Objective: Maternal hypercholesterolemia during pregnancy enhances the susceptibility to atherosclerosis in their offspring by oxidation-dependent mechanisms. The present study investigated whether maternal C-reactive protein (CRP) level, which is an indicator of inflammation and cardiovascular risk, or smoking, which enhances oxidative stress, predict the in utero programming of atherosclerosis. Study Design: Subsets of patients from the Fate of Early Lesions in Childhood study (156 normocholesterolemic children) were examined at autopsy, classified by maternal cholesterol levels during pregnancy. Maternal CRP level was correlated with maternal cholesterol and aortic atherosclerosis of children. Results: CRP level was elevated in hypercholesterolemic mothers and showed significant correlation with atherogenesis in children in univariate and multivariate analysis. However, many hypercholesterolemic mothers did not have elevated CRP levels. Smoking only correlated in univariate analysis. Conclusion: CRP level during pregnancy is a predictor of increased atherogenesis in children of hypercholesterolemic mothers, albeit a weaker one than maternal cholesterol. In the presence of hypercholesterolemia, maternal smoking does not further enhance atherogenic programming.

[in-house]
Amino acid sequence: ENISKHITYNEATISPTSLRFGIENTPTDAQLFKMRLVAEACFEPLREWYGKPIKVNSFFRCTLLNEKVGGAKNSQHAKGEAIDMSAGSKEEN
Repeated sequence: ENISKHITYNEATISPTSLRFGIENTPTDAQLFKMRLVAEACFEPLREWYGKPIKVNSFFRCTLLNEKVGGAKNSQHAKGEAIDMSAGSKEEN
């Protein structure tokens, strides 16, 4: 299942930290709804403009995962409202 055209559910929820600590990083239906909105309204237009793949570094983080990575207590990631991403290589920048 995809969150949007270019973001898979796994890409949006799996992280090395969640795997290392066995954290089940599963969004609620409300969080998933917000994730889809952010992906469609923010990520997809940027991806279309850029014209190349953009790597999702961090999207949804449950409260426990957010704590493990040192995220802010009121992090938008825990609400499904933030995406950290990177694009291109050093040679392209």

- developmental programming
- maternal hypercholesterolemia
- oxidative stress
ASJC Scopus subject areas
- Obstetrics and Gynaecology